Dried Fruit; A Pantry Staple Begging To Be Explored

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Dried Fruit; A Pantry Staple Begging To Be Explored

November 19, 2022
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Dried Fruit; A Pantry Staple Begging To Be Explored

Dried Fruit; A Pantry Staple Begging To Be Explored

On a recent agricultural tour of the San Joaquin Valley, our team of California Grown Creators visited the Madera Fossil Discovery Center where we had breakfast underneath a giant mammoth! Our hosts, the California Dried Fruit Coalition, provided an incredible dried fruit-inspired feast that was truly a delight for the senses.

Dried fruit is basically Mother Nature’s fruit snack and is amazing in sweet and savory dishes. Did you know that the recommended daily serving of fruit for a 2,000-calorie diet is 2 cups? It’s true! I’m 100% sure I am not eating my quota and I’m betting that you may not be either, but there is no easier way to eat your share than by nibbling on dried fruit.

What are the benefits of dried fruit?

  • Easy to prepare with little or no waste.
  • Perfect for grab-and-go snacks and lunches, plus a source of all-natural energy.
  • A source of readily absorbable antioxidants and fiber for heart, digestive and colon health while improving cholesterol levels.

Who is the California Dried Fruit Coalition and what exactly do they do?

The California Dried Fruit Coalition; working together for a great cause.

The California Dried Fruit Coalition (CDFC) was created by the raisin, dried plum, dried fig, and date industries. They promote the nutritional value and versatility of dried fruits to policymakers who influence food purchase decisions for schools and food service agencies.

Mother Nature’s finest fruit snacks; 4 types of dried fruit with real pantry power!

The state of California is one of the biggest fruit and nut producers in the country, and over 250 of the 400+ specialty crops grown in the Golden State are produced in the San Joaquin Valley. This area is an essential component to California’s agricultural industry.

Let’s look more in-depth into each of the 4 types of dried fruit represented by the CDFC.

California Prunes

It’s the long growing seasons in California’s lush valleys that make this area perfect for growing the legendary Petit d’Agen plum. The rich soil in the San Joaquin Valley is warmed during the day by steady sun and cooled at night with the chilly evening temperatures.

If you want to reduce refined sugar, cut unhealthy fats, or simply make healthier recipes, prunes can get you there. All without sacrificing any flavor!

Click here to see how to easily incorporate prunes into your baked goods.

Dried California Figs

Here is a fun dried fig fact for you: 100% of dried figs and 98% of fresh figs grown commercially in the U.S. are from California.

True or False – there are sometimes wasps inside of figs. Figs are technically an inverted flower, not a fruit. That means pollination is needed for figs to survive.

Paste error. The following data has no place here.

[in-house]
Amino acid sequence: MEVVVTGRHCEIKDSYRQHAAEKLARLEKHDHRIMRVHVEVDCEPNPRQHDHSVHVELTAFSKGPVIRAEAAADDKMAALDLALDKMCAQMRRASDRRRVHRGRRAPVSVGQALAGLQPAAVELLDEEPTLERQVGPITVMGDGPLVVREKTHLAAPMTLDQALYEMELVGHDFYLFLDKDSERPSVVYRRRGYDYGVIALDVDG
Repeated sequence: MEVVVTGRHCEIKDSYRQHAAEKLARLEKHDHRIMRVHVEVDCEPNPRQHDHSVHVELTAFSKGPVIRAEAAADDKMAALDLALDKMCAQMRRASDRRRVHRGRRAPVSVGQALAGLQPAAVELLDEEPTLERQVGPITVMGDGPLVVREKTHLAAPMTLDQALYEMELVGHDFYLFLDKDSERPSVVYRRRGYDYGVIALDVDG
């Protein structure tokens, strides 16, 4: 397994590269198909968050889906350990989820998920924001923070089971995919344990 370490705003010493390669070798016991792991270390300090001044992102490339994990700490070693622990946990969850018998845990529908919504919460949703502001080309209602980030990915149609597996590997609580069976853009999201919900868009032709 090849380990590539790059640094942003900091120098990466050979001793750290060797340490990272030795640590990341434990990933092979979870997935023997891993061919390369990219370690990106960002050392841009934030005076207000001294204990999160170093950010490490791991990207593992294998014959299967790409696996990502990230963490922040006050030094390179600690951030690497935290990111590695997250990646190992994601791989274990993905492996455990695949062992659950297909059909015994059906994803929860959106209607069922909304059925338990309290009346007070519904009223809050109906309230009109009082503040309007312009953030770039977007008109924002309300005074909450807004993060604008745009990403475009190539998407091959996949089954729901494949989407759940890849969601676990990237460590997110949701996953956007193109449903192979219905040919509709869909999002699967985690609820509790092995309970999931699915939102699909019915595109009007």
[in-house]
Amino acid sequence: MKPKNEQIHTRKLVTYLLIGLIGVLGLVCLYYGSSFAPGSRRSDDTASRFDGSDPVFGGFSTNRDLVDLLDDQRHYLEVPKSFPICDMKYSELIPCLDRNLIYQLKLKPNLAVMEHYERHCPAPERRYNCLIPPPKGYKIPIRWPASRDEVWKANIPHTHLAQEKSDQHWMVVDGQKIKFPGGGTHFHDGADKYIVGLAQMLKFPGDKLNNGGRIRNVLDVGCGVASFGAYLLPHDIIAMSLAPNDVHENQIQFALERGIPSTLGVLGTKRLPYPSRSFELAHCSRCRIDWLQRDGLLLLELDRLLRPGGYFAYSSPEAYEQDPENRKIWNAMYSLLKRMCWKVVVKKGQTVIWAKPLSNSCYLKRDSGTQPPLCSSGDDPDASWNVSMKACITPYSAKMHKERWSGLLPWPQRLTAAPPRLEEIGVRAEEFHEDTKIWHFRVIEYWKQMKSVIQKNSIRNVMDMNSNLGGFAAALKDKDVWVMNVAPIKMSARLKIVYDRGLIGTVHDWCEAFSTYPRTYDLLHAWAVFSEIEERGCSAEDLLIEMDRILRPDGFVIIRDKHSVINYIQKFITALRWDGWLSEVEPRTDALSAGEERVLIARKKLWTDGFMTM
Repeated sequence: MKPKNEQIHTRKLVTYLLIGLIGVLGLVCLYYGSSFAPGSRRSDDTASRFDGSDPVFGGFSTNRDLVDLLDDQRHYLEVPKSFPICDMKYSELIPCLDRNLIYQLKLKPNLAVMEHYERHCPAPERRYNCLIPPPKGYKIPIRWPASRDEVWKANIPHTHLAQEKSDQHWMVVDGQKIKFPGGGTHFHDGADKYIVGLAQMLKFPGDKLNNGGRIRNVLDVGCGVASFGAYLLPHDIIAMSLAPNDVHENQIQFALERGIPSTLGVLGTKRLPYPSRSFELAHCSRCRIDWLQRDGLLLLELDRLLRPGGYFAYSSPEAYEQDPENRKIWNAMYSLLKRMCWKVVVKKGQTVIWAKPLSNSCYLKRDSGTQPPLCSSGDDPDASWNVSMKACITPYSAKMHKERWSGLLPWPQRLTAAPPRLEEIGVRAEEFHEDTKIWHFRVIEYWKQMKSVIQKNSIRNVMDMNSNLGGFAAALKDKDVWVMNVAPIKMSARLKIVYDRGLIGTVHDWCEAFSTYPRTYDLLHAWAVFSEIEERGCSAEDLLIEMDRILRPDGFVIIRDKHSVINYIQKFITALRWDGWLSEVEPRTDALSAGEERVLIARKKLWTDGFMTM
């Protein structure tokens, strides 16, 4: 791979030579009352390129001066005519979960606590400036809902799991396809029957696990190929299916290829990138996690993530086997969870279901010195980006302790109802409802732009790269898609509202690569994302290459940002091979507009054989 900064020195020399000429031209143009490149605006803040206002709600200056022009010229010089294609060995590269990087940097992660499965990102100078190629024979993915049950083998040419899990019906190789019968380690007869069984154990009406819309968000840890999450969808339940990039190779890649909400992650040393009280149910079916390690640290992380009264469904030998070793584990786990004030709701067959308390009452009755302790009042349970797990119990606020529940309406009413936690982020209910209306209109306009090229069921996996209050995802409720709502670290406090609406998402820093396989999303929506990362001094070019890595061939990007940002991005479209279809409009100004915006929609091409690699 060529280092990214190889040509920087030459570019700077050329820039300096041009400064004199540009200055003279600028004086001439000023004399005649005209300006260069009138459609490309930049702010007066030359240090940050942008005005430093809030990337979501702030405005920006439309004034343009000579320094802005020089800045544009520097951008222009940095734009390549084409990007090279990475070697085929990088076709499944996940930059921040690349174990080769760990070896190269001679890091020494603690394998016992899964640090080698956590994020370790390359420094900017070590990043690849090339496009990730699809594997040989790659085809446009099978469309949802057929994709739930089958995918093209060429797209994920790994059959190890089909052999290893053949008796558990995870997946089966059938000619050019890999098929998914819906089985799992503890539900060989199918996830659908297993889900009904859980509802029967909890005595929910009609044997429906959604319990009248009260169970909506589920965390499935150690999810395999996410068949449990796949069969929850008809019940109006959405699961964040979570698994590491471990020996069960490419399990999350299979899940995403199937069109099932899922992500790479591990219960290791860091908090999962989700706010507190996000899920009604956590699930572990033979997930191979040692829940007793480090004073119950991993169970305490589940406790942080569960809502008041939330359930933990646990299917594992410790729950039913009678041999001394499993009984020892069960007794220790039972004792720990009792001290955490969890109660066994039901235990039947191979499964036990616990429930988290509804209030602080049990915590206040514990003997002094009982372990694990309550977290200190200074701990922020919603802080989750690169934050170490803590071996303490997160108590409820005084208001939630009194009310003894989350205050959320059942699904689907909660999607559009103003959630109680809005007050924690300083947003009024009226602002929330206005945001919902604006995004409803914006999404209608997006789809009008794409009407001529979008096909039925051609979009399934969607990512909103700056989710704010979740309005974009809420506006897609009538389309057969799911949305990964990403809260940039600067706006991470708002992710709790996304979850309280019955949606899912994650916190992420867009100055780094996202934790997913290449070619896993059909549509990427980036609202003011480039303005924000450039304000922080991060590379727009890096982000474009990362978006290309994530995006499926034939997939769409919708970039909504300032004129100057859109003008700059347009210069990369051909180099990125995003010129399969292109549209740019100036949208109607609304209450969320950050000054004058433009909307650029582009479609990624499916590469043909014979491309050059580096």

However, 99% of California Grown Figs are self-pollinating – so, no wasps!

Click here to try a delicious recipe featuring dried California figs!

California Raisins

Over 2,000 California Raisin growers produce 100% of the U.S. raisins -all within a 60 mile radius of Fresno, California in the central San Joaquin Valley.

Dried in the warm California sunshine, raisins are sweet by nature which means they are perfect for solo snacking or for adding into your favorite recipes.  

Click here for a delicious recipe with Claifornia riaisins!

Dates, pistachios, coconut.

California Dates

People have been eating dates for thousands of years! They are packed with essential nutrients, give a boost of energy, and are a good source of fiber.

It is an old saying that the date palm must have “its head in the sun and its feet in water”. This refers to the fact that date palms need high heat, low humidity, and a constant source of ground water to produce fruit. Date palms thrive, therefore, only in the world’s few desert regions.  

Click here for one of our best recipes with California dates!

But what do fossils have to do with dried fruit?

Actually, fossils, or rather the soil that surrounds the fossil, have a lot to do with dried fruit. The rich soil that sustains over 250 of the 400+ specialty crops grown right here in the fertile San Joaquin Valley soil was also home to diverse Pleistocene life. Pretty incredible right?!

Meet Michele Pecina, Executive Director of the Madera Fossil Discovery Center.

After our breakfast, Michele took us on a private tour of the facility where we learned the history of this unique space and the incredible discoveries that have taken place here. We even saw a few fossils up close and personal, and so can you!

In 1993, a landscaper who was excavating an area of the local landfill in Madera noticed that the soil was strangely discolored. After a bit more digging, an eight-foot mammoth tusk was discovered! The Museum of Paleontology at the University of California Berkeley was contacted and assessed the site as a rich middle-Pleistocene fossil location!

As more and more fossils were uncovered, even more, astounding discoveries were made like the discovery of new species!

The array of fossils here is diverse. It includes sabertooth tigers, Columbian mammoths, and ground sloths to name a few – all contributing to one of the richest, most significant Pleistocene fossil finds in North America.

The Fairmead Landfill site held enough fossils to keep paleontologists busy for over twenty years!

Planning a trip to the Central San Joaquin Valley? Here are a few of our favorite places to visit!